# Thread: [SOLVED] nth root in a simple calculator

1. ## [SOLVED] nth root in a simple calculator

I came across this trick to find n th root of any number on a calculator that does not have nth root function or logs !! problem is I can't figure out why it works ...

To find : nth root of x.

take sqrt of 'x' 12 times. (i.e. take sqrt (x) then again take sqrt (x) ... 12 times)

subtract 1 from this ans.

divide by 'n'.

square the result 12 times...

Any idea why i get the correct answer ?

2. Originally Posted by rohankg88
I came across this trick to find n th root of any number on a calculator that does not have nth root function or logs !! problem is I can't figure out why it works ...

To find : nth root of x.

take sqrt of 'x' 12 times. (i.e. take sqrt (x) then again take sqrt (x) ... 12 times)

subtract 1 from this ans.

divide by 'n'.

square the result 12 times...

Any idea why i get the correct answer ?
Why not just evaluate $x^{\frac{1}{n}}$?

3. ## Curiosity...

In simple calculators there's no function for x ^ 1/n.

I just wanted to know why this method works... whats the math behind it ??

4. I attempted to do this to compute $3^{1/4}$, but it didn't work. Can you give an example?

5. Originally Posted by rohankg88
I came across this trick to find n th root of any number on a calculator that does not have nth root function or logs !! problem is I can't figure out why it works ...

To find : nth root of x.

take sqrt of 'x' 12 times. (i.e. take sqrt (x) then again take sqrt (x) ... 12 times)

subtract 1 from this ans.

divide by 'n'.

square the result 12 times...

Any idea why i get the correct answer ?
The approximation you give is:

$x^{1/n}\approx \left( 1+\frac{x^{1/4096}-1}{n}\right)^{4096}$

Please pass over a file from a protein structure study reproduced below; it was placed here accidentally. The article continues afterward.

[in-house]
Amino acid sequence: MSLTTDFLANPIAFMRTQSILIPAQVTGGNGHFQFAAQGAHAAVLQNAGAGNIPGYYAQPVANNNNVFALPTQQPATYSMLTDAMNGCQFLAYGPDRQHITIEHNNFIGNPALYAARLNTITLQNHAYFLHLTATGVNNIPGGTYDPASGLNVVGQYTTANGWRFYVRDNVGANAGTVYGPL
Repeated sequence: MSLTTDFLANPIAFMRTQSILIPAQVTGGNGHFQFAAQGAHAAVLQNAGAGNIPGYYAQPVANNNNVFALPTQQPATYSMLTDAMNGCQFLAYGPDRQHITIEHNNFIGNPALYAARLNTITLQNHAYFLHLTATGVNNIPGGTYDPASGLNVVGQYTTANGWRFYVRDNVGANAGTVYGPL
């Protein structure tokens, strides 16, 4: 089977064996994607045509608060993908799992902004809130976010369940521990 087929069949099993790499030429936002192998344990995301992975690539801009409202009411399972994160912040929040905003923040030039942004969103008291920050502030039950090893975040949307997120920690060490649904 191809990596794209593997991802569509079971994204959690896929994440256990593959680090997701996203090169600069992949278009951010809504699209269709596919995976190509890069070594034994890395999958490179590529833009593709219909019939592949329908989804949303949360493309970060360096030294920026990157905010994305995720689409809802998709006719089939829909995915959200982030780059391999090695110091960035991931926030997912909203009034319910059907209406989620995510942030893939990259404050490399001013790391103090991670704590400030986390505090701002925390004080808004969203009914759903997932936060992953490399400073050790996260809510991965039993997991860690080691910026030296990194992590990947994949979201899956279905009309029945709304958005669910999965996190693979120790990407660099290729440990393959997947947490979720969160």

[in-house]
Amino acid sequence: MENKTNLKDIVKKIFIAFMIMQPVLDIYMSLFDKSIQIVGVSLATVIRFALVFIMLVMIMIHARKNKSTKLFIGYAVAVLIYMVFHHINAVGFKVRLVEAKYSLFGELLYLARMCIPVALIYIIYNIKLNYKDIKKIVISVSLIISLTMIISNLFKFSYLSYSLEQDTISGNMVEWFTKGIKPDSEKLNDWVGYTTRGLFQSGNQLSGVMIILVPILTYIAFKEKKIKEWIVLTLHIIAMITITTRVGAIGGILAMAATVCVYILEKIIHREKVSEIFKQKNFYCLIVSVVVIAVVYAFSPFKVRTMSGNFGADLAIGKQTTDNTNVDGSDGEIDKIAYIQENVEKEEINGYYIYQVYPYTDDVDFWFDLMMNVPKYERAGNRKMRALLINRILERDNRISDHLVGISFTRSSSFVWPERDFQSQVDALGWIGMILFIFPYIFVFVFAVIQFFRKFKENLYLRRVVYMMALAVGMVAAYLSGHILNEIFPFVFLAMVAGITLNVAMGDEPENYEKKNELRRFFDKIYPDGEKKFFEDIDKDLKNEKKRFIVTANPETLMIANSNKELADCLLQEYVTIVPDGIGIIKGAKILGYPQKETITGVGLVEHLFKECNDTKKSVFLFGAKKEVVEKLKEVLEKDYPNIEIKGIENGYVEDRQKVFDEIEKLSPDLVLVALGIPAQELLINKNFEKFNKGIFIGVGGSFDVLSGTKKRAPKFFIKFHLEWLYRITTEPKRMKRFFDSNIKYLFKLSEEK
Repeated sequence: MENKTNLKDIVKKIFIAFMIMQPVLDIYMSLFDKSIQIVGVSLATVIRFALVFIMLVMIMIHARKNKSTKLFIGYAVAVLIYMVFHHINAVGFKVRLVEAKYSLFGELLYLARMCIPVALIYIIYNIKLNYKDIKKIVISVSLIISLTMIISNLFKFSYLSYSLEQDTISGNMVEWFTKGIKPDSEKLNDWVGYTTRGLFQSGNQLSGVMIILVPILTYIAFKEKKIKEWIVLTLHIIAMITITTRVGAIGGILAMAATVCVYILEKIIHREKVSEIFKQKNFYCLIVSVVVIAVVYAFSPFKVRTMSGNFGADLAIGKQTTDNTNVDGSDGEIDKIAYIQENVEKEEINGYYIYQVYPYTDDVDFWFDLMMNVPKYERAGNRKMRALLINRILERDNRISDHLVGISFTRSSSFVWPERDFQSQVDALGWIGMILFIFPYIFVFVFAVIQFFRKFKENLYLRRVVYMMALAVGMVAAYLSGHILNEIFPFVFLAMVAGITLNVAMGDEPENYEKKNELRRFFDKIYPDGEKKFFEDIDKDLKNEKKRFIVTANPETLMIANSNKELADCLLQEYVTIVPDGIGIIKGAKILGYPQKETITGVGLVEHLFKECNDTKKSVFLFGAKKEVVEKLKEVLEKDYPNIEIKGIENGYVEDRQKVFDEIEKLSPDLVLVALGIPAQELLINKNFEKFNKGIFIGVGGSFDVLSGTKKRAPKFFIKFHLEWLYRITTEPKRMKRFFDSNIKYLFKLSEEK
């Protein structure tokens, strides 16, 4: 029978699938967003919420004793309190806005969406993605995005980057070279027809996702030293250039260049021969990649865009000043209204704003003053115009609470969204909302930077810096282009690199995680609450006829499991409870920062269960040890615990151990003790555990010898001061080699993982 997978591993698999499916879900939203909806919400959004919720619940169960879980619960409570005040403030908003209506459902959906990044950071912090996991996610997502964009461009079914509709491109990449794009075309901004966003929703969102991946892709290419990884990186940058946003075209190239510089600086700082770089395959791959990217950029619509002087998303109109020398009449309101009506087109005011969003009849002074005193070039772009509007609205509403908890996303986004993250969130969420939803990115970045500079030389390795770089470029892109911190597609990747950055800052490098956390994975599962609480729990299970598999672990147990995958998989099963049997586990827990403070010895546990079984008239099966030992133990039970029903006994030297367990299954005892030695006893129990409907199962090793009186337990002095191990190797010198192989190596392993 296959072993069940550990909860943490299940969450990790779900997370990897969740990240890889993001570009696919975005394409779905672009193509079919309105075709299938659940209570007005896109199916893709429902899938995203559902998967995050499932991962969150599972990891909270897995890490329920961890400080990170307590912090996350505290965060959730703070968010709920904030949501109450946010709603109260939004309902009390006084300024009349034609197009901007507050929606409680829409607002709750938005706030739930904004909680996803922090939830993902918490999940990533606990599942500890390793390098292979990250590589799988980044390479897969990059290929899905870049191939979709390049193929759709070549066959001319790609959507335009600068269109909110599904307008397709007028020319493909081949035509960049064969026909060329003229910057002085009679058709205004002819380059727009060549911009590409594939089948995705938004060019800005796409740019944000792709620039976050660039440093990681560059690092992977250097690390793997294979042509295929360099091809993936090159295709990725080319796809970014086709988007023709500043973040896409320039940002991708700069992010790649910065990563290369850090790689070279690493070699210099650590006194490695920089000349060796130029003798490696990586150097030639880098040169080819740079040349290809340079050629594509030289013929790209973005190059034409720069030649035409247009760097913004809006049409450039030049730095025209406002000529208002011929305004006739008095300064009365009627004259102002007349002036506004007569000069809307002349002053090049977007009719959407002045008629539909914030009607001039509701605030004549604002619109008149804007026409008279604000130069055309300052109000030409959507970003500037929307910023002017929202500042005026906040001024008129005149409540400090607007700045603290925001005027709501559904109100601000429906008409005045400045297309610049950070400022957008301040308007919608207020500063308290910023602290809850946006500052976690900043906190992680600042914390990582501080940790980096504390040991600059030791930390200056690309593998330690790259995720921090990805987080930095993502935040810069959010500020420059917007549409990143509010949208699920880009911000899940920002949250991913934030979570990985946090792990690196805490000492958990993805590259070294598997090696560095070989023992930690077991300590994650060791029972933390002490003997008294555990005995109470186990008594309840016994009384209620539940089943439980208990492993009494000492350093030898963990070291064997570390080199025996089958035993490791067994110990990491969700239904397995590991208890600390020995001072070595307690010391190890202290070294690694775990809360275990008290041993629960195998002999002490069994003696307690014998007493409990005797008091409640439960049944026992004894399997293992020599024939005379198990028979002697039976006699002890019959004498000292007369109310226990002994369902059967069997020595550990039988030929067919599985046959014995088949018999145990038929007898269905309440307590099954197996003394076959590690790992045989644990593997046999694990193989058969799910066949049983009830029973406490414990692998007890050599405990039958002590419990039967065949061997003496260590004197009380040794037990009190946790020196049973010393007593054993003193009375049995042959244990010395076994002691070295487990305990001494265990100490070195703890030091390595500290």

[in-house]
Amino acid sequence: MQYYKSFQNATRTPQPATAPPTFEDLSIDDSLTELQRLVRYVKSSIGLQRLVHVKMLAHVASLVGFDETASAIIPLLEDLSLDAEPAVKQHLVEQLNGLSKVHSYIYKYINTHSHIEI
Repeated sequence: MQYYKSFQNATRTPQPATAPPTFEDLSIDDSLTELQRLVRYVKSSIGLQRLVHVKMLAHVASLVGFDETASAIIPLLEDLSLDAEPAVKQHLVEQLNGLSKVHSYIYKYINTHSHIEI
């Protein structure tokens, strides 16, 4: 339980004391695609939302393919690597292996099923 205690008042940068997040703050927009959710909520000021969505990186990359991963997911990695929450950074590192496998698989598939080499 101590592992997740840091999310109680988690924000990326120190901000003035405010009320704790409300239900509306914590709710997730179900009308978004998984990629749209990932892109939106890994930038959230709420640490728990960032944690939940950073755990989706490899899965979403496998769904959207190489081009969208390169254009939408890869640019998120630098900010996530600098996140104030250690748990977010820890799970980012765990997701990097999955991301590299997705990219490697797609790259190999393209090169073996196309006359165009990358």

This is using the result that for large $m$:

$e^x \approx \left(1+\frac{x}{m}\right)^m$

so:

$x^{1/n}=e^{\ln(x)/n}\approx \left( 1+\frac{\ln(x)}{n.m}\right)^m$

and presumably a suitable approximation for $\ln(x^{1/4096})\approx x^{1/4096}-1$.

I will leave the detail to others to work out

CB

6. Originally Posted by CaptainBlack
The approximation you give is:

$x^{1/n}\approx \left( 1+\frac{x^{1/4096}-1}{n}\right)^{4096}$

This is using the result that for large $m$:

$e^x \approx \left(1+\frac{x}{m}\right)^m$

so:

$x^{1/n}=e^{\ln(x)/n}\approx \left( 1+\frac{\ln(x)}{n.m}\right)^m$

and presumably a suitable approximation for $\ln(x^{1/4096})\approx x^{1/4096}-1$.

I will leave the detail to others to work out

CB
The final approximation you need is

$\frac{\ln(x)}{m} \approx x^{1/m}-1$ for large $m$.

To show this, start by observing that
$t^{1/m} \approx 1$ for large $m$,
so
$\frac{1}{t} \approx t^{1/m-1}$.
Now integrate both sides of the equation from 1 to x.

7. Originally Posted by awkward
The final approximation you need is

$\frac{\ln(x)}{m} \approx x^{1/m}-1$ for large $m$.

To show this, start by observing that
$t^{1/m} \approx 1$ for large $m$,
so
$\frac{1}{t} \approx t^{1/m-1}$.
Now integrate both sides of the equation from 1 to x.
If you had not noticed that is what I gave (may be I gave the impression that that is what I wanted, if so that is the wrong impression).

CB

8. ## Re: [SOLVED] nth root in a simple calculator

if u hv understood the reason behind this, could u please share it with me too???

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# how to calculate 20th root of any number in normal calculator

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